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My Vote Counts promises action should Ramaphosa sign Electoral Bill


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My Vote Counts promises action should Ramaphosa sign Electoral Bill

Image of Cyril Ramaphosa
President Cyril Ramaphosa

28th March 2024

By: Thabi Shomolekae
Creamer Media Senior Writer


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Law firm Webber Wentzel noted on Thursday that should President Cyril Ramaphosa decide to sign the Electoral Matters Amendment Bill (EMAB) into law, its client, My Vote Counts, will launch an urgent application to challenge the constitutional validity of the Bill, and obtain interdictory relief to prevent its implementation. 

The Bill was sent to Ramaphosa for assent after the National Council of Provinces (NCOP) passed it without amendments on Tuesday.


The Bill is a sequel to the Electoral Amendment Act that was passed last year to provide for independent candidates to stand for election in Parliament and provincial legislatures.

It provides for the regulation of the private and public funding of independent candidates and independent representatives, among other things.


In My Vote Counts’ submissions to Parliament, it argued that, in its current form, the Bill is “unconstitutional, and undermines” the constitutional duties in respect of transparency and accountability in political party funding legislation.


The organisation explained that the version of the Bill that has been passed, has not been subject to public participation, which is in breach of Section 72 of the Constitution.

It noted that not just the process before the NCOP, but the entire enactment of the EMAB, including the President's assent, could be deemed invalid owing to the fundamental breach of constitutional procedure.

The Bill allows the President discretion to establish the funding upper limit and the disclosure threshold places a substantial amount of political influence within the grasp of one individual.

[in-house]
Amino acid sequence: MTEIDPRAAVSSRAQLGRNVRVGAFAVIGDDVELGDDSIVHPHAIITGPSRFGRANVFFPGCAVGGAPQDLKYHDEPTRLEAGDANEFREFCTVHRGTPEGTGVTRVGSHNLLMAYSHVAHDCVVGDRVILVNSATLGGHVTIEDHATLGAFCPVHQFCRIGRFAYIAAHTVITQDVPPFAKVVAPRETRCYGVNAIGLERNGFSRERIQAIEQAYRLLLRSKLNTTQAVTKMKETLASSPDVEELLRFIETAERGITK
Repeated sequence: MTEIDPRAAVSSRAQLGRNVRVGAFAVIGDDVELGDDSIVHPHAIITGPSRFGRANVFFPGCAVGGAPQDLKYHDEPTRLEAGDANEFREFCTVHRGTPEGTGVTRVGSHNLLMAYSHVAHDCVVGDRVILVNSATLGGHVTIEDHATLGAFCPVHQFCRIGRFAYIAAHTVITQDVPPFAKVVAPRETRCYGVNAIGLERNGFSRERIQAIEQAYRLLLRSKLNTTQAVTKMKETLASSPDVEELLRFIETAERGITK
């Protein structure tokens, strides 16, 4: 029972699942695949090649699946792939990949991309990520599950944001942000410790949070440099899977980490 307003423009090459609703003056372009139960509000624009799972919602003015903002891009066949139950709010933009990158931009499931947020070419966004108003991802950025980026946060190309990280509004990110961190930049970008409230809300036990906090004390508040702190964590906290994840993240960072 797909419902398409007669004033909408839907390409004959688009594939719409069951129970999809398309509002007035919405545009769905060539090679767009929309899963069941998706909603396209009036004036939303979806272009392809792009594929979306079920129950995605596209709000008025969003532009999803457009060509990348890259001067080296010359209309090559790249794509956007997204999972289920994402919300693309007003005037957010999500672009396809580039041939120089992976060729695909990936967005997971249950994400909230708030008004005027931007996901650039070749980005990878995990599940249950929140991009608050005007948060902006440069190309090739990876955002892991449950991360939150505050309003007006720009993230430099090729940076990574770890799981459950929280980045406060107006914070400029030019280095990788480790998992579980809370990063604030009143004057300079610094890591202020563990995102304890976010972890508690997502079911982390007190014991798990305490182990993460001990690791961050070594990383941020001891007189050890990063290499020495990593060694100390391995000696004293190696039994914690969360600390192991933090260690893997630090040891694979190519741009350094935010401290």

My Vote Counts added that this essentially allows the President to set rules that could disproportionately benefit his own party’s political interests, creating an unequal playing field for other political entities. 

My Vote Counts argues that this is unconstitutional because the President, as the leader of a political party, inherently possesses a vested interest in the outcomes of such decisions. 

“The ability to influence the financial dynamics of political competition, including the flow of private donations, can significantly impact the political landscape to favour the President's party,” it says.

The organisation highlights that there is presently no National Assembly resolution authorising the President to determine the upper limit and disclosure threshold and any such resolution is unlikely to be passed before the elections scheduled for May 29. 

This, My Vote Counts explains, will place South Africa's constitutional democracy and party accountability in peril, and will facilitate the undue influence by certain companies and actors in South Africa's political and governance system.

The organisation notes that in light of the constitutional defects, Ramaphosa should not sign the Bill into law, instead he should refer the Bill back to the National Assembly and the NCOP for reconsideration.  

“If the reconsidered EMAB does not cure the constitutional defects, then, in terms of Section 79(4) of the Constitution, the President should refer the EMAB to the Constitutional Court,” it says.

The President can only sign the Bill into law after the Constitutional Court determines it to be constitutional, said My Vote Counts.

It is requesting that Ramaphosa provide confirmation in writing by no later than Wednesday regarding his intentions in respect of the Bill.


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